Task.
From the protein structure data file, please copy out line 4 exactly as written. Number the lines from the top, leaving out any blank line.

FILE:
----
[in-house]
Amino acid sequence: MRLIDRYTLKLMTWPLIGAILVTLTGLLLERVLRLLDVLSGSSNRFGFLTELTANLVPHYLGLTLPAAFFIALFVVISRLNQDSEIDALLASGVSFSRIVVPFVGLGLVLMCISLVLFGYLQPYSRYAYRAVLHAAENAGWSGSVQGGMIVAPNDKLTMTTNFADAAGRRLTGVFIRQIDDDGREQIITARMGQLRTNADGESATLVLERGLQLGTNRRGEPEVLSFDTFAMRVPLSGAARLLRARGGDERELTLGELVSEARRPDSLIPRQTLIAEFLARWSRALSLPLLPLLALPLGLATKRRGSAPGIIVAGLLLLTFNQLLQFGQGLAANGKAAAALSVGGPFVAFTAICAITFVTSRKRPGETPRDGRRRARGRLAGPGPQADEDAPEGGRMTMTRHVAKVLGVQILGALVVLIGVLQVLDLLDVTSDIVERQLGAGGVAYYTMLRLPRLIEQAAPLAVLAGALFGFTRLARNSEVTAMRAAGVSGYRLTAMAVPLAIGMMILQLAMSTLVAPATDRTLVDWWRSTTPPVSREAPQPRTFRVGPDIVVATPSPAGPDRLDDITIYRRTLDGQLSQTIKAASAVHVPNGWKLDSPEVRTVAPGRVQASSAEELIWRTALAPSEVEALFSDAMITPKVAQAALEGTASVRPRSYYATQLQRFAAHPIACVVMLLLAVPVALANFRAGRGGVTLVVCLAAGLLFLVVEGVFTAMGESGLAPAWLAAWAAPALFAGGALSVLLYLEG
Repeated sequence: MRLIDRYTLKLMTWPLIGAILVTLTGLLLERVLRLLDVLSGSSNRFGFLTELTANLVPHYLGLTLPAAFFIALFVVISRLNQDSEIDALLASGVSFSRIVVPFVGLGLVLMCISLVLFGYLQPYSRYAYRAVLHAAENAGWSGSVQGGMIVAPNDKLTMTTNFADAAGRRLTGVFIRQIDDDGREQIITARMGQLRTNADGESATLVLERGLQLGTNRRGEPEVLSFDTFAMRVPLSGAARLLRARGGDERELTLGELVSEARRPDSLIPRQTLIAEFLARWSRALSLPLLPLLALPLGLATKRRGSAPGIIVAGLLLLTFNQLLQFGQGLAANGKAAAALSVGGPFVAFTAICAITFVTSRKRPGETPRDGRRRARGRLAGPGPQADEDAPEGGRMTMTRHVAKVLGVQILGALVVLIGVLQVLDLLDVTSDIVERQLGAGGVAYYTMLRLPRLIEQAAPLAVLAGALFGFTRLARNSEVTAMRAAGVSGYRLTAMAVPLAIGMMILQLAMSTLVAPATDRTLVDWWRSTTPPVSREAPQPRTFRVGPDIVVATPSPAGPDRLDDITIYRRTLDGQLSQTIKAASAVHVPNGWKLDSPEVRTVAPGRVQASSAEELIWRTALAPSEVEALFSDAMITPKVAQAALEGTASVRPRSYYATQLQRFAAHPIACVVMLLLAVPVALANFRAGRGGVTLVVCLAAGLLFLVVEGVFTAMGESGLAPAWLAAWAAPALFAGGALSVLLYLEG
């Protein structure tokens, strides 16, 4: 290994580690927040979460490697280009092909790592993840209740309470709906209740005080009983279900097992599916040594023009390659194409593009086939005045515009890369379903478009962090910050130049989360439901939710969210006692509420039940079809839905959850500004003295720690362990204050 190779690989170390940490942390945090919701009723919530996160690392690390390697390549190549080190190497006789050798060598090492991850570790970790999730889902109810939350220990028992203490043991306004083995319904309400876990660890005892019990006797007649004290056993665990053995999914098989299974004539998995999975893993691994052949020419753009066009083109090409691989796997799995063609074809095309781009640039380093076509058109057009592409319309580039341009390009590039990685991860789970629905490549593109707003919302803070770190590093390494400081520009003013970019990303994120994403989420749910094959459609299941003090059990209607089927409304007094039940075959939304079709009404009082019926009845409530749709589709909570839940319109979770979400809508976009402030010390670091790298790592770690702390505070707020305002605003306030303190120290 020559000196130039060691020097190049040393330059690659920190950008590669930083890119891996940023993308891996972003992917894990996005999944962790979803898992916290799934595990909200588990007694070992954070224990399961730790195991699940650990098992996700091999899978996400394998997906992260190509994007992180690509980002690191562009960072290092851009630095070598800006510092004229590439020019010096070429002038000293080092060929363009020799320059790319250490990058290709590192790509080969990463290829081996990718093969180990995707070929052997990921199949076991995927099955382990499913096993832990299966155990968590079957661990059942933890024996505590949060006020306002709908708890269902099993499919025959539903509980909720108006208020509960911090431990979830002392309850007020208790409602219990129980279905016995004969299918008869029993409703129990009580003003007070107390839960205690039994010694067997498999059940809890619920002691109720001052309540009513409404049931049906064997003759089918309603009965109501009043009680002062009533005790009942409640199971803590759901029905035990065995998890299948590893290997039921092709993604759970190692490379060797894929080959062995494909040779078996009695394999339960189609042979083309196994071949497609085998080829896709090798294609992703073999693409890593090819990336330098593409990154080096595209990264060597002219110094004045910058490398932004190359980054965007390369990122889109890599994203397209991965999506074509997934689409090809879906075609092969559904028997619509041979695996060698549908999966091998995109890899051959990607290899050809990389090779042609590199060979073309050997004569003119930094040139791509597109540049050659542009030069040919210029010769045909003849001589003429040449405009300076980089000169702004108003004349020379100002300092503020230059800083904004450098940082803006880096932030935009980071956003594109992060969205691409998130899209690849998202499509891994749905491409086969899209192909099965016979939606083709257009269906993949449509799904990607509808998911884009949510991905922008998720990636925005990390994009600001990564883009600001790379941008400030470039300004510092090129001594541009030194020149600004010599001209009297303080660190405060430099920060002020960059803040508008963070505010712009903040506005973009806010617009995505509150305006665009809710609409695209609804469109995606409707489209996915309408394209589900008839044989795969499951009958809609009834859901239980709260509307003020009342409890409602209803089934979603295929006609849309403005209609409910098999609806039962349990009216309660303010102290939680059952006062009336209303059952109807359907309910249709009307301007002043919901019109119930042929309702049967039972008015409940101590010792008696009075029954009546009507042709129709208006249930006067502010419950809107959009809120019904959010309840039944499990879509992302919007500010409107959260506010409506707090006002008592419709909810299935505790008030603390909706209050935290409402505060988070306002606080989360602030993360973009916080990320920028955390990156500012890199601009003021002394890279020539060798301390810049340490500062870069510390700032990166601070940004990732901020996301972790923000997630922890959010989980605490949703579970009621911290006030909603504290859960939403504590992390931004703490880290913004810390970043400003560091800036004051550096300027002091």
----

């Protein structure tokens, strides 16, 4: 290994580690927040979460490697280009092909790592993840209740309470709906209740005080009983279900097992599916040594023009390659194409593009086939005045515009890369379903478009962090910050130049989360439901939710969210006692509420039940079809839905959850500004003295720690362990204050 190779690989170390940490942390945090919701009723919530996160690392690390390697390549190549080190190497006789050798060598090492991850570790970790999730889902109810939350220990028992203490043991306004083995319904309400876990660890005892019990006797007649004290056993665990053995999914098989299974004539998995999975893993691994052949020419753009066009083109090409691989796997799995063609074809095309781009640039380093076509058109057009592409319309580039341009390009590039990685991860789970629905490549593109707003919302803070770190590093390494400081520009003013970019990303994120994403989420749910094959459609299941003090059990209607089927409304007094039940075959939304079709009404009082019926009845409530749709589709909570839940319109979770979400809508976009402030010390670091790298790592770690702390505070707020305002605003306030303190120290 020559000196130039060691020097190049040393330059690659920190950008590669930083890119891996940023993308891996972003992917894990996005999944962790979803898992916290799934595990909200588990007694070992954070224990399961730790195991699940650990098992996700091999899978996400394998997906992260190509994007992180690509980002690191562009960072290092851009630095070598800006510092004229590439020019010096070429002038000293080092060929363009020799320059790319250490990058290709590192790509080969990463290829081996990718093969180990995707070929052997990921199949076991995927099955382990499913096993832990299966155990968590079957661990059942933890024996505590949060006020306002709908708890269902099993499919025959539903509980909720108006208020509960911090431990979830002392309850007020208790409602219990129980279905016995004969299918008869029993409703129990009580003003007070107390839960205690039994010694067997498999059940809890619920002691109720001052309540009513409404049931049906064997003759089918309603009965109501009043009680002062009533005790009942409640199971803590759901029905035990065995998890299948590893290997039921092709993604759970190692490379060797894929080959062995494909040779078996009695394999339960189609042979083309196994071949497609085998080829896709090798294609992703073999693409890593090819990336330098593409990154080096595209990264060597002219110094004045910058490398932004190359980054965007390369990122889109890599994203397209991965999506074509997934689409090809879906075609092969559904028997619509041979695996060698549908999966091998995109890899051959990607290899050809990389090779042609590199060979073309050997004569003119930094040139791509597109540049050659542009030069040919210029010769045909003849001589003429040449405009300076980089000169702004108003004349020379100002300092503020230059800083904004450098940082803006880096932030935009980071956003594109992060969205691409998130899209690849998202499509891994749905491409086969899209192909099965016979939606083709257009269906993949449509799904990607509808998911884009949510991905922008998720990636925005990390994009600001990564883009600001790379941008400030470039300004510092090129001594541009030194020149600004010599001209009297303080660190405060430099920060002020960059803040508008963070505010712009903040506005973009806010617009995505509150305006665009809710609409695209609804469109995606409707489209996915309408394209589900008839044989795969499951009958809609009834859901239980709260509307003020009342409890409602209803089934979603295929006609849309403005209609409910098999609806039962349990009216309660303010102290939680059952006062009336209303059952109807359907309910249709009307301007002043919901019109119930042929309702049967039972008015409940101590010792008696009075029954009546009507042709129709208006249930006067502010419950809107959009809120019904959010309840039944499990879509992302919007500010409107959260506010409506707090006002008592419709909810299935505790008030603390909706209050935290409402505060988070306002606080989360602030993360973009916080990320920028955390990156500012890199601009003021002394890279020539060798301390810049340490500062870069510390700032990166601070940004990732901020996301972790923000997630922890959010989980605490949703579970009621911290006030909603504290859960939403504590992390931004703490880290913004810390970043400003560091800036004051550096300027002091």